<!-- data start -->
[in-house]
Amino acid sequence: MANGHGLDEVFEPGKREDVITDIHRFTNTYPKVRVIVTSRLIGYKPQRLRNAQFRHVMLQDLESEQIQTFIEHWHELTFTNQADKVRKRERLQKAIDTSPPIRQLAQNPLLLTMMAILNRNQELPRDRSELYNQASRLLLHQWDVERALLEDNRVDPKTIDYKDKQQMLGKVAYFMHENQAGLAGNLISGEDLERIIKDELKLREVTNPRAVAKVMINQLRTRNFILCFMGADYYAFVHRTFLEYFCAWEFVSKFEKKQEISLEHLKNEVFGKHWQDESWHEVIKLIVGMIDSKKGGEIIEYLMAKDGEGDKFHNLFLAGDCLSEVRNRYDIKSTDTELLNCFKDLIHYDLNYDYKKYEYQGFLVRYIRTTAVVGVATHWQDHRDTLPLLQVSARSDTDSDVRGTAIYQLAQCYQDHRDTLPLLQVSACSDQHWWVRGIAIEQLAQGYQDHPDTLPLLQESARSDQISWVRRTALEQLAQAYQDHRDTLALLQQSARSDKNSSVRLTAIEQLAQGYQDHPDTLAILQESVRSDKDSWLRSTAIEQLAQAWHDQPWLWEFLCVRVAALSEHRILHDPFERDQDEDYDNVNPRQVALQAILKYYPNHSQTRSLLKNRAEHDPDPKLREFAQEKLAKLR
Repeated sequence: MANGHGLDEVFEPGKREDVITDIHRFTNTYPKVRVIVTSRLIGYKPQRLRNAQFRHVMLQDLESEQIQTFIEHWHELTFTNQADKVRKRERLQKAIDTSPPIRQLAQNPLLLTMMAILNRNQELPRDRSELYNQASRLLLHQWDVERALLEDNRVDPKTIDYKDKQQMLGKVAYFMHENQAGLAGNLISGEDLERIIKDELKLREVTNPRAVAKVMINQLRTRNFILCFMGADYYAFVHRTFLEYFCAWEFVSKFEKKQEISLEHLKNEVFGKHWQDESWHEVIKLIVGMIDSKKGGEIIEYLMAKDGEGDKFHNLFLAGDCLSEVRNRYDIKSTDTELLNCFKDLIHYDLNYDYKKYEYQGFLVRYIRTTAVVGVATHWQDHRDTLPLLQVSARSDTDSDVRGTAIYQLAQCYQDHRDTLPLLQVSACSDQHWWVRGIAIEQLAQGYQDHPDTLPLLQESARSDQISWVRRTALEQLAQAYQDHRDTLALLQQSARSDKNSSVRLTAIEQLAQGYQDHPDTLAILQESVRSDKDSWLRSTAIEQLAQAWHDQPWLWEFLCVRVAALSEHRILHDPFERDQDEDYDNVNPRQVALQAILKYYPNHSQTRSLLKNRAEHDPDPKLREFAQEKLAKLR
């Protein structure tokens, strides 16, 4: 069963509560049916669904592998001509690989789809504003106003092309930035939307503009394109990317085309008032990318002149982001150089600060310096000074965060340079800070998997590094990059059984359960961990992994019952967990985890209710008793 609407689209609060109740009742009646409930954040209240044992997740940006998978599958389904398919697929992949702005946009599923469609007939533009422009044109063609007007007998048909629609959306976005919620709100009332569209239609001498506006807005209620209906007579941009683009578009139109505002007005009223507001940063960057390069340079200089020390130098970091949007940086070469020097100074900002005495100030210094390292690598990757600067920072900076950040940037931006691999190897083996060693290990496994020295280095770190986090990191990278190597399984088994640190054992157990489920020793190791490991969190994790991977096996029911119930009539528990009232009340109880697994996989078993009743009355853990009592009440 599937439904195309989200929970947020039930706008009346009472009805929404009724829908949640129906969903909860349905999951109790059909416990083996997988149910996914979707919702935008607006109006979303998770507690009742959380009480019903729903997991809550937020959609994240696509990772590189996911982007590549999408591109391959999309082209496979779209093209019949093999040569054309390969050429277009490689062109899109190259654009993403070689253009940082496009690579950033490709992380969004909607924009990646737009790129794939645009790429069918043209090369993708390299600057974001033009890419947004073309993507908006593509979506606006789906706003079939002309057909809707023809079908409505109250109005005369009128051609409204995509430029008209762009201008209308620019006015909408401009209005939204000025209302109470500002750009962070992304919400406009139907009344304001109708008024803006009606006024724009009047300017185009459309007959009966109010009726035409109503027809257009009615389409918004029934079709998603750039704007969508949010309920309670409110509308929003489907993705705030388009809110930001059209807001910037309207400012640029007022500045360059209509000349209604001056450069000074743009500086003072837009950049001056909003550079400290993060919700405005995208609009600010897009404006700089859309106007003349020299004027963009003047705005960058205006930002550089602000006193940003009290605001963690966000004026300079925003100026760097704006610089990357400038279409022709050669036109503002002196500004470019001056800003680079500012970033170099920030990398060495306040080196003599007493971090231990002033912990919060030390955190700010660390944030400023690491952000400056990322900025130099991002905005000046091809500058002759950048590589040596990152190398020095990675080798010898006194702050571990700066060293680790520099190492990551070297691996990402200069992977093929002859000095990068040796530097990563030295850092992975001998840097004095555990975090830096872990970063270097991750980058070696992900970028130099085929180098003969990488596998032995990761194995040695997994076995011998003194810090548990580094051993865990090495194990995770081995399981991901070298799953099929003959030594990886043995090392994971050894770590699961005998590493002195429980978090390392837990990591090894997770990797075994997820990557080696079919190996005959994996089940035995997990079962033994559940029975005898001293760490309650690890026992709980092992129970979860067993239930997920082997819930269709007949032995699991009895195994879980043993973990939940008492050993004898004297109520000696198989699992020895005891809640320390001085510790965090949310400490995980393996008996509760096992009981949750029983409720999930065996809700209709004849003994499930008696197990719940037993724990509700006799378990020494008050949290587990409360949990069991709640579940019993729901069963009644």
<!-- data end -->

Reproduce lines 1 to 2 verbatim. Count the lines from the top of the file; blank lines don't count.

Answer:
[in-house]
Amino acid sequence: MANGHGLDEVFEPGKREDVITDIHRFTNTYPKVRVIVTSRLIGYKPQRLRNAQFRHVMLQDLESEQIQTFIEHWHELTFTNQADKVRKRERLQKAIDTSPPIRQLAQNPLLLTMMAILNRNQELPRDRSELYNQASRLLLHQWDVERALLEDNRVDPKTIDYKDKQQMLGKVAYFMHENQAGLAGNLISGEDLERIIKDELKLREVTNPRAVAKVMINQLRTRNFILCFMGADYYAFVHRTFLEYFCAWEFVSKFEKKQEISLEHLKNEVFGKHWQDESWHEVIKLIVGMIDSKKGGEIIEYLMAKDGEGDKFHNLFLAGDCLSEVRNRYDIKSTDTELLNCFKDLIHYDLNYDYKKYEYQGFLVRYIRTTAVVGVATHWQDHRDTLPLLQVSARSDTDSDVRGTAIYQLAQCYQDHRDTLPLLQVSACSDQHWWVRGIAIEQLAQGYQDHPDTLPLLQESARSDQISWVRRTALEQLAQAYQDHRDTLALLQQSARSDKNSSVRLTAIEQLAQGYQDHPDTLAILQESVRSDKDSWLRSTAIEQLAQAWHDQPWLWEFLCVRVAALSEHRILHDPFERDQDEDYDNVNPRQVALQAILKYYPNHSQTRSLLKNRAEHDPDPKLREFAQEKLAKLR